Cinema: Future Imperative

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THX 1138 begins with a clip from the 1939 serial Buck Rogers, showing Buster Crabbe happily engaged in space exploration in the 25th century. But the real 25th century, says THX 1138 director George Lucas, is a denatured anthill where populations lead lives of quiet respiration. Every bodily function is mechanically analyzed; sexual relations are forbidden; food consists of ampuls and dehydrated protein bars.

The government—a wretched wedding of Mao Tse-tung and the Internal Revenue Service—treats each person as a consumer-producer who lives to enhance the glorious state. In a world of progressive monotony, Lucas flashes some bright signs of humor: when THX (Robert Duvall) watches television, he turns to a channel where a beating proceeds incessantly—the violence and sadism of today's viewing, minus the annoyances of plot. When THX is tried for the forbidden act of lovemaking, his judge is a computer. The police of the 25th century are chrome-plated automatons, one of whom is played by Johnny Weissmuller Jr. If Lucas creates an eerie universe, he also implies a rather damning thought; Haven't we been here before? Indeed we have, in the constructions of George Orwell and Aldous Huxley, who used their views of the future to warn the present. Despite his scenes of bland horror, Lucas offers the 25th century as a arch, campy place, a conception not satiric enough to be accepted as comedy and not quite insightful enough to be taken seriously.

Some of the faults afflict The Andromeda Strain, a bigger, better-league movie. Micheal Crichton's novel posed the conumdrum: What would happen if a space-probe satellite returned to earth carrying a malignant? The solution it offered was disquieting. The film is a faithful replica complete with deux ex machinations.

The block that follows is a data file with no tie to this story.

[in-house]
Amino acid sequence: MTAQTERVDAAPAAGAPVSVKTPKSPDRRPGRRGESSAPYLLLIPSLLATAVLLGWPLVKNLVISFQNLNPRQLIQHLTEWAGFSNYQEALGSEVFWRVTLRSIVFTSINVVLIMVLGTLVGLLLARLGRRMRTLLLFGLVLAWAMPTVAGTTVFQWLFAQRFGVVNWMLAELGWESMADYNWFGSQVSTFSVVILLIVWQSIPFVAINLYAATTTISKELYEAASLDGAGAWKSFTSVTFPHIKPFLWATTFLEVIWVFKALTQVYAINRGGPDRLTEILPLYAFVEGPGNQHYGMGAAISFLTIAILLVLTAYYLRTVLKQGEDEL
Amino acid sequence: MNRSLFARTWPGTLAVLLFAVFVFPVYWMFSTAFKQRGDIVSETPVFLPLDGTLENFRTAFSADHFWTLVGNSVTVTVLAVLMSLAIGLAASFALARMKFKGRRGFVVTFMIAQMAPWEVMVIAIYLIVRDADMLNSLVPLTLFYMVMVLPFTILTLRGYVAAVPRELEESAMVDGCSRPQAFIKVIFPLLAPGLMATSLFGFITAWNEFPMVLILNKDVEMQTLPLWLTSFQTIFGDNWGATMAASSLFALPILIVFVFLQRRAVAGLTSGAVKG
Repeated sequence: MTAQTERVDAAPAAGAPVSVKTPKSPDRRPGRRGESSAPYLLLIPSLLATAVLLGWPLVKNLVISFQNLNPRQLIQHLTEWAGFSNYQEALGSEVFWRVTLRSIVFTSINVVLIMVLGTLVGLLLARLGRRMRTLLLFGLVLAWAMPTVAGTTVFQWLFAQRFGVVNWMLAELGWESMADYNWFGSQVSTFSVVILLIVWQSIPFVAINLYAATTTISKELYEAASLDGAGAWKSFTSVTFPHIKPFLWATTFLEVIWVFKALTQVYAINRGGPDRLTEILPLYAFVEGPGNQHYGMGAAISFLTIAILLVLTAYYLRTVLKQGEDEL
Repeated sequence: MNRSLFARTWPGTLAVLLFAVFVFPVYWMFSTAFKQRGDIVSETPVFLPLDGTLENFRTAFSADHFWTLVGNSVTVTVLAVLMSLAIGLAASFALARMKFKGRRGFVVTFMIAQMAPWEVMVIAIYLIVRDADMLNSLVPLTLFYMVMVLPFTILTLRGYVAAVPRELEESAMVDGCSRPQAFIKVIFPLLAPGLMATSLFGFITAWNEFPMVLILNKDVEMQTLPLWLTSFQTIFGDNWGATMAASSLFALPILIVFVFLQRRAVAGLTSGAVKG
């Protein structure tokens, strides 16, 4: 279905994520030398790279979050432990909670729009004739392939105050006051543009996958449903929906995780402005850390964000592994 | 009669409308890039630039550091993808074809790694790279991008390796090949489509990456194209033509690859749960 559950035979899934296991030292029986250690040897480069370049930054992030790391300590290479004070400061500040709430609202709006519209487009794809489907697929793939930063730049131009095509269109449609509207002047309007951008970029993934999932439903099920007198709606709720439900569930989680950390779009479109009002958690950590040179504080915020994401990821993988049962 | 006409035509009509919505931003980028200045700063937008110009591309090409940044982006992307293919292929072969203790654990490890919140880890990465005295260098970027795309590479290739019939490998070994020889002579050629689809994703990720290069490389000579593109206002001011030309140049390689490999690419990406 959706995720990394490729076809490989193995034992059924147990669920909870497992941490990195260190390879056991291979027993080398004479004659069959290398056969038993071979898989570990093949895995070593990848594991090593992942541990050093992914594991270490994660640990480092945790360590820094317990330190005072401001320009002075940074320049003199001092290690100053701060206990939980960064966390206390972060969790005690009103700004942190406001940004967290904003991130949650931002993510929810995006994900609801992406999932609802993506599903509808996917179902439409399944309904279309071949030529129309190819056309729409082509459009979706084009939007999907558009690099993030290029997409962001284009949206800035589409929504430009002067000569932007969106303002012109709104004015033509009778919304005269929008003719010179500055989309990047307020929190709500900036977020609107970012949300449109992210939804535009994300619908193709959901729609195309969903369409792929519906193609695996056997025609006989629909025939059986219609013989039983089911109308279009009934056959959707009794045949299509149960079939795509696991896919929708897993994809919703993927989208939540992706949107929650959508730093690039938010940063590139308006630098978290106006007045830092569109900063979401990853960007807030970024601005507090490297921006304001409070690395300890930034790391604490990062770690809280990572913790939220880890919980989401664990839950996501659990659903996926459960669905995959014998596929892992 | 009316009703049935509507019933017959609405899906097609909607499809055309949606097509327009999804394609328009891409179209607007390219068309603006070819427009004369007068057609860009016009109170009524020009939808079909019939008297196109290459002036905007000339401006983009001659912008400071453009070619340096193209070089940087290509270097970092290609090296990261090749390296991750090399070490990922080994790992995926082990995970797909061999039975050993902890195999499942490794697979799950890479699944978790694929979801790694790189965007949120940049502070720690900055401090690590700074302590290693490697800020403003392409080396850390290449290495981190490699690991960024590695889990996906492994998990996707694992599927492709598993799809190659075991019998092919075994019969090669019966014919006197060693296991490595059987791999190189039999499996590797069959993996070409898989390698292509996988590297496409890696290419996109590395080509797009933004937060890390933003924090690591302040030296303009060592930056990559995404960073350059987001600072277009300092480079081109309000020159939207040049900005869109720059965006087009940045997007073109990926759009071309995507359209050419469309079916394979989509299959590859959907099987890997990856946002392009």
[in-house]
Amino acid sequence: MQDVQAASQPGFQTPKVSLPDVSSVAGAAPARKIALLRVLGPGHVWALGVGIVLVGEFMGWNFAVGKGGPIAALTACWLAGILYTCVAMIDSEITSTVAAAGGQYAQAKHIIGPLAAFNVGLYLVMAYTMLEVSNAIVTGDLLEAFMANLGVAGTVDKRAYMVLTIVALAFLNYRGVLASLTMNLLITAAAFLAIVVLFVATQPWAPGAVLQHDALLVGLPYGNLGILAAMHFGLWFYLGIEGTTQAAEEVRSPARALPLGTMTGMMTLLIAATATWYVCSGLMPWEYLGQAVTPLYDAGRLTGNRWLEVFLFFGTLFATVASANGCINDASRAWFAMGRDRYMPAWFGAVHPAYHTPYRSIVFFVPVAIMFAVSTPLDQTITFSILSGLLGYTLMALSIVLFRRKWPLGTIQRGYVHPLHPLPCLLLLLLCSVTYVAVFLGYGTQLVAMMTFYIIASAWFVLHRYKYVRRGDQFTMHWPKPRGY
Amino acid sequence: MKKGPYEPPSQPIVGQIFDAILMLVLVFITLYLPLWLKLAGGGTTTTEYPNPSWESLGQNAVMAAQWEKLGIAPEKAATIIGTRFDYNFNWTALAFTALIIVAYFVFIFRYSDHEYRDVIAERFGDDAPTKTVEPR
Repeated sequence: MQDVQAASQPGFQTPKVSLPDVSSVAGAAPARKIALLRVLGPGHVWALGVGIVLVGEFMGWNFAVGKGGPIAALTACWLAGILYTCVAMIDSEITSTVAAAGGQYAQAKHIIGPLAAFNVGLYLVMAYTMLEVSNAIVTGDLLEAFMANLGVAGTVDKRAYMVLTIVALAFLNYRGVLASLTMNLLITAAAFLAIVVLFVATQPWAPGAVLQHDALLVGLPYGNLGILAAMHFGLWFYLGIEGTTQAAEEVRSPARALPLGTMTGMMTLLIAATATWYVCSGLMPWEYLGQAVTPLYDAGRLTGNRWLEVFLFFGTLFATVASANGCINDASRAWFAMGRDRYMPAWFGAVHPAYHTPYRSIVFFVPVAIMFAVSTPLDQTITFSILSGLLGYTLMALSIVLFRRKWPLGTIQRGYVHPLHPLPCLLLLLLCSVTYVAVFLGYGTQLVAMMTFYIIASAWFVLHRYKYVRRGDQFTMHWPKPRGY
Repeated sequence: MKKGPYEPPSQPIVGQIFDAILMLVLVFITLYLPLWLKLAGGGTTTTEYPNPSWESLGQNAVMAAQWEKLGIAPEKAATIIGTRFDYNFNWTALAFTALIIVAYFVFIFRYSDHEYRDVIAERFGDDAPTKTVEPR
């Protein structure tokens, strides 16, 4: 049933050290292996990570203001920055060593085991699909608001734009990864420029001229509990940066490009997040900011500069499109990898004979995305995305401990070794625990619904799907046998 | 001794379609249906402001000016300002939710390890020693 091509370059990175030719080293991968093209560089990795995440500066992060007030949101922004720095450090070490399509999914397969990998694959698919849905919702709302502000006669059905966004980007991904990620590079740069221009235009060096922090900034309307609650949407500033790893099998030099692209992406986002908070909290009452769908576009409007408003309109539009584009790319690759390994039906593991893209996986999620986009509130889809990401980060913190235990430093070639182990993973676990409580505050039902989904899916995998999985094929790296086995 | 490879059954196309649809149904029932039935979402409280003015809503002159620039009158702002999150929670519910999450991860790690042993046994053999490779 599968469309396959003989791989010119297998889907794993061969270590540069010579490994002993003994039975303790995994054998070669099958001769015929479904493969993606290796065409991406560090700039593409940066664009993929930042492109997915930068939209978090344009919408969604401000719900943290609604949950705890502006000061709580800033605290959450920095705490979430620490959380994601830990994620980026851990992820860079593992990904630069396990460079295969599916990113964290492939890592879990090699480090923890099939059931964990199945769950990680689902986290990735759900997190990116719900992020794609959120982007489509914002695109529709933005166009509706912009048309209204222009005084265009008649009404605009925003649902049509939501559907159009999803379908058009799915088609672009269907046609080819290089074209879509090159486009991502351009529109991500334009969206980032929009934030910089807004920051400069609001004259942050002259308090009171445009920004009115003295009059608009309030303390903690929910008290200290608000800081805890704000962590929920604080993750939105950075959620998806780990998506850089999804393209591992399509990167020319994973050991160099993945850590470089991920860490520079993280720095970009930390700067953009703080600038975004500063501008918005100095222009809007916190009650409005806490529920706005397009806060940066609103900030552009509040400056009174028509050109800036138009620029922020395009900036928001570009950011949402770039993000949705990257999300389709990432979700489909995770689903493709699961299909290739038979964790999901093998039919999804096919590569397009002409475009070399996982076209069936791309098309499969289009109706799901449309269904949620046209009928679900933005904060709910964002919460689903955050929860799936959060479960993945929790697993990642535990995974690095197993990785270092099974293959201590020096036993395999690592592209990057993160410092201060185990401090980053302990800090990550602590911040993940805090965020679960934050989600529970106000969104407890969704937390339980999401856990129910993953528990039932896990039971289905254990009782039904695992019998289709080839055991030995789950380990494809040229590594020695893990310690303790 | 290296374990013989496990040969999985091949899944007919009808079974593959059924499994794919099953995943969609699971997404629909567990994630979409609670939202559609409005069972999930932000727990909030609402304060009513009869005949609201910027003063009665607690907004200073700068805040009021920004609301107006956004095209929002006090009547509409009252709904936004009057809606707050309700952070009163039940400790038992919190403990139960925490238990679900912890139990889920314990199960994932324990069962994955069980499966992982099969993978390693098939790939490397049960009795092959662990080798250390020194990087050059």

Bateriologist (Arthur Hill), biologist (Kate Reid), surgeon (James Olson) and pathologist (David Wayne) are assigned to the microscopic object which consumes plastic and turns blood to powder. One American has already been annihilated; now the Andromeda strain seems bent on total destruction. The Thing multiplies by some unknown process. At great—too great—length, the brains decide to nuke it to death. But wait! They suddenly realize their folly. Split atoms are what make the Thing thrive. It eats them for breakfast. The countdown begins. Can the stalwart defuse the bomb in time? The clock eats up seconds—30...20...28...

Director Robert Wise and his quartet are so expert at sustaining suspense that they almost disguise The Andromeda Strain's great pretense. Despite its trappings, the plot employs nothing but the conventional weaponry of the grade-B thriller. Andromeda strains for significance and emerges as very modest entertainment. Still, in its darker moments, like THX 1138, it does a thorough job of belittling science as savior.· S.K.